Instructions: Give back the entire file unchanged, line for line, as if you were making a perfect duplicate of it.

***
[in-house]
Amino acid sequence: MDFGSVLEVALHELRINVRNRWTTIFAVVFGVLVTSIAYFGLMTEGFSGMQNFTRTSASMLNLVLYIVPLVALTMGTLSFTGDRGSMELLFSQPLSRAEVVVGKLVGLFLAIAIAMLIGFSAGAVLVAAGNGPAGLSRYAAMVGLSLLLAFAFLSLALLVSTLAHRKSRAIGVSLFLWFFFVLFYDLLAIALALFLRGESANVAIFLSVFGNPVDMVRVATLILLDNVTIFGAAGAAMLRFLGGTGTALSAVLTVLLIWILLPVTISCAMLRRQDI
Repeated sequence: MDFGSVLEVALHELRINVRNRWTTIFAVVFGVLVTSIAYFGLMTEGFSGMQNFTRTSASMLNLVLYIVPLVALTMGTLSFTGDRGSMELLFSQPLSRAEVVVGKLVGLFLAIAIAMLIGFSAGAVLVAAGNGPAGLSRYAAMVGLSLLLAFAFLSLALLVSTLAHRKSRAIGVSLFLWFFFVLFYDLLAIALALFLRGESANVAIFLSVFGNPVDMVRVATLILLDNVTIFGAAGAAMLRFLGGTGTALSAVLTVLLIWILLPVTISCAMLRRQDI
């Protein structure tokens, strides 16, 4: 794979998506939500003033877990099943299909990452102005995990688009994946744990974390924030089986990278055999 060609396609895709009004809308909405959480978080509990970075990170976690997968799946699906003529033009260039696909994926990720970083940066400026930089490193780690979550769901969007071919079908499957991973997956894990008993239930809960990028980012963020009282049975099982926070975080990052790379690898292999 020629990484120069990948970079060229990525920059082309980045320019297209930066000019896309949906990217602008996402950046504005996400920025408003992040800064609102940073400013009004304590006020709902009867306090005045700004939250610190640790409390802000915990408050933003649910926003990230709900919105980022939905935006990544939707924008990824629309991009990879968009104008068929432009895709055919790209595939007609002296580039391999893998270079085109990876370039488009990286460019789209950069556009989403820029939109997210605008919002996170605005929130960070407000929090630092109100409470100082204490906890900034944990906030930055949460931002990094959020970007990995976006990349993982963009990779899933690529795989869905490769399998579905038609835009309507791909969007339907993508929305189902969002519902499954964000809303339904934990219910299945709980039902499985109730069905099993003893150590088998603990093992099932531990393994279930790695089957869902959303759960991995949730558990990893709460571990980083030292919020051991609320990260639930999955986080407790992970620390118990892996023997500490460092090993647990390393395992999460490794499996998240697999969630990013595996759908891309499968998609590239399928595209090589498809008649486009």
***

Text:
[in-house]
Amino acid sequence: MDFGSVLEVALHELRINVRNRWTTIFAVVFGVLVTSIAYFGLMTEGFSGMQNFTRTSASMLNLVLYIVPLVALTMGTLSFTGDRGSMELLFSQPLSRAEVVVGKLVGLFLAIAIAMLIGFSAGAVLVAAGNGPAGLSRYAAMVGLSLLLAFAFLSLALLVSTLAHRKSRAIGVSLFLWFFFVLFYDLLAIALALFLRGESANVAIFLSVFGNPVDMVRVATLILLDNVTIFGAAGAAMLRFLGGTGTALSAVLTVLLIWILLPVTISCAMLRRQDI
Repeated sequence: MDFGSVLEVALHELRINVRNRWTTIFAVVFGVLVTSIAYFGLMTEGFSGMQNFTRTSASMLNLVLYIVPLVALTMGTLSFTGDRGSMELLFSQPLSRAEVVVGKLVGLFLAIAIAMLIGFSAGAVLVAAGNGPAGLSRYAAMVGLSLLLAFAFLSLALLVSTLAHRKSRAIGVSLFLWFFFVLFYDLLAIALALFLRGESANVAIFLSVFGNPVDMVRVATLILLDNVTIFGAAGAAMLRFLGGTGTALSAVLTVLLIWILLPVTISCAMLRRQDI
């Protein structure tokens, strides 16, 4: 794979998506939500003033877990099943299909990452102005995990688009994946744990974390924030089986990278055999 060609396609895709009004809308909405959480978080509990970075990170976690997968799946699906003529033009260039696909994926990720970083940066400026930089490193780690979550769901969007071919079908499957991973997956894990008993239930809960990028980012963020009282049975099982926070975080990052790379690898292999 020629990484120069990948970079060229990525920059082309980045320019297209930066000019896309949906990217602008996402950046504005996400920025408003992040800064609102940073400013009004304590006020709902009867306090005045700004939250610190640790409390802000915990408050933003649910926003990230709900919105980022939905935006990544939707924008990824629309991009990879968009104008068929432009895709055919790209595939007609002296580039391999893998270079085109990876370039488009990286460019789209950069556009989403820029939109997210605008919002996170605005929130960070407000929090630092109100409470100082204490906890900034944990906030930055949460931002990094959020970007990995976006990349993982963009990779899933690529795989869905490769399998579905038609835009309507791909969007339907993508929305189902969002519902499954964000809303339904934990219910299945709980039902499985109730069905099993003893150590088998603990093992099932531990393994279930790695089957869902959303759960991995949730558990990893709460571990980083030292919020051991609320990260639930999955986080407790992970620390118990892996023997500490460092090993647990390393395992999460490794499996998240697999969630990013595996759908891309499968998609590239399928595209090589498809008649486009």